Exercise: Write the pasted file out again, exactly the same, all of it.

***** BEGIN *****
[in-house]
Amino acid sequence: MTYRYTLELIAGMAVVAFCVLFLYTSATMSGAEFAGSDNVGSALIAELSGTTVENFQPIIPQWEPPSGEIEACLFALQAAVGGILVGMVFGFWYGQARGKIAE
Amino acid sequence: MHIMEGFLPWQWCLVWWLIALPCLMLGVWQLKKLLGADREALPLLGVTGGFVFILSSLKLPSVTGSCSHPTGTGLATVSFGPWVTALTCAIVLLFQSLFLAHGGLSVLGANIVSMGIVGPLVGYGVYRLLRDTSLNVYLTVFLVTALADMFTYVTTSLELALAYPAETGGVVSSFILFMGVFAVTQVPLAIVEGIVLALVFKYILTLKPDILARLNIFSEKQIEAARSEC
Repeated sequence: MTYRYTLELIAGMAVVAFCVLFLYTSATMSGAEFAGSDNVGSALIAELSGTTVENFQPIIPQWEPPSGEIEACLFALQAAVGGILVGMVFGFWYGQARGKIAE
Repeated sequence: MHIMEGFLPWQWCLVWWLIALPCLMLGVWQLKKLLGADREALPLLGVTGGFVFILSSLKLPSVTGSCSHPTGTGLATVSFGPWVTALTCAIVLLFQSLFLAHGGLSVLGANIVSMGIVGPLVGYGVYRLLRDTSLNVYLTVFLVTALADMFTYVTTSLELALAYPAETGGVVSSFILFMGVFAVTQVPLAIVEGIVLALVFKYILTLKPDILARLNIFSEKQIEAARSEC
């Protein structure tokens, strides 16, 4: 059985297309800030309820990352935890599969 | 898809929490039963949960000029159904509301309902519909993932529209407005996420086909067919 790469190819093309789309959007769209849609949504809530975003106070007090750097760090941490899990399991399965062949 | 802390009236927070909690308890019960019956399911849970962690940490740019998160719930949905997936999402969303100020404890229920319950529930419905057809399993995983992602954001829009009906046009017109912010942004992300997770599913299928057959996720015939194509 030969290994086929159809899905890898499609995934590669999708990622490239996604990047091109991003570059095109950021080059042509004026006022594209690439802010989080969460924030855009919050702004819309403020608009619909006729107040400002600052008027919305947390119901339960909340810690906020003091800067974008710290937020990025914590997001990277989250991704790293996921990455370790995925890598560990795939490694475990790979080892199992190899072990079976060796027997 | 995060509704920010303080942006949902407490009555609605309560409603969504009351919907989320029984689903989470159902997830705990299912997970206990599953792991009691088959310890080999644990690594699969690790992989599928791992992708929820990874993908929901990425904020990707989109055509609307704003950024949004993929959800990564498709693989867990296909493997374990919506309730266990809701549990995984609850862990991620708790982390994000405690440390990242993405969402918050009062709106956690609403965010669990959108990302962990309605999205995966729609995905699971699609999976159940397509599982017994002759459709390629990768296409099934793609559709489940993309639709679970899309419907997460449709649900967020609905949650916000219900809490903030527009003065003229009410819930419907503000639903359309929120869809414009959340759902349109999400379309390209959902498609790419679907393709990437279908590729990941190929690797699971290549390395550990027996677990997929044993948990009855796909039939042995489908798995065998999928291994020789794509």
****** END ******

[in-house]
Amino acid sequence: MTYRYTLELIAGMAVVAFCVLFLYTSATMSGAEFAGSDNVGSALIAELSGTTVENFQPIIPQWEPPSGEIEACLFALQAAVGGILVGMVFGFWYGQARGKIAE
Amino acid sequence: MHIMEGFLPWQWCLVWWLIALPCLMLGVWQLKKLLGADREALPLLGVTGGFVFILSSLKLPSVTGSCSHPTGTGLATVSFGPWVTALTCAIVLLFQSLFLAHGGLSVLGANIVSMGIVGPLVGYGVYRLLRDTSLNVYLTVFLVTALADMFTYVTTSLELALAYPAETGGVVSSFILFMGVFAVTQVPLAIVEGIVLALVFKYILTLKPDILARLNIFSEKQIEAARSEC
Repeated sequence: MTYRYTLELIAGMAVVAFCVLFLYTSATMSGAEFAGSDNVGSALIAELSGTTVENFQPIIPQWEPPSGEIEACLFALQAAVGGILVGMVFGFWYGQARGKIAE
Repeated sequence: MHIMEGFLPWQWCLVWWLIALPCLMLGVWQLKKLLGADREALPLLGVTGGFVFILSSLKLPSVTGSCSHPTGTGLATVSFGPWVTALTCAIVLLFQSLFLAHGGLSVLGANIVSMGIVGPLVGYGVYRLLRDTSLNVYLTVFLVTALADMFTYVTTSLELALAYPAETGGVVSSFILFMGVFAVTQVPLAIVEGIVLALVFKYILTLKPDILARLNIFSEKQIEAARSEC
């Protein structure tokens, strides 16, 4: 059985297309800030309820990352935890599969 | 898809929490039963949960000029159904509301309902519909993932529209407005996420086909067919 790469190819093309789309959007769209849609949504809530975003106070007090750097760090941490899990399991399965062949 | 802390009236927070909690308890019960019956399911849970962690940490740019998160719930949905997936999402969303100020404890229920319950529930419905057809399993995983992602954001829009009906046009017109912010942004992300997770599913299928057959996720015939194509 030969290994086929159809899905890898499609995934590669999708990622490239996604990047091109991003570059095109950021080059042509004026006022594209690439802010989080969460924030855009919050702004819309403020608009619909006729107040400002600052008027919305947390119901339960909340810690906020003091800067974008710290937020990025914590997001990277989250991704790293996921990455370790995925890598560990795939490694475990790979080892199992190899072990079976060796027997 | 995060509704920010303080942006949902407490009555609605309560409603969504009351919907989320029984689903989470159902997830705990299912997970206990599953792991009691088959310890080999644990690594699969690790992989599928791992992708929820990874993908929901990425904020990707989109055509609307704003950024949004993929959800990564498709693989867990296909493997374990919506309730266990809701549990995984609850862990991620708790982390994000405690440390990242993405969402918050009062709106956690609403965010669990959108990302962990309605999205995966729609995905699971699609999976159940397509599982017994002759459709390629990768296409099934793609559709489940993309639709679970899309419907997460449709649900967020609905949650916000219900809490903030527009003065003229009410819930419907503000639903359309929120869809414009959340759902349109999400379309390209959902498609790419679907393709990437279908590729990941190929690797699971290549390395550990027996677990997929044993948990009855796909039939042995489908798995065998999928291994020789794509």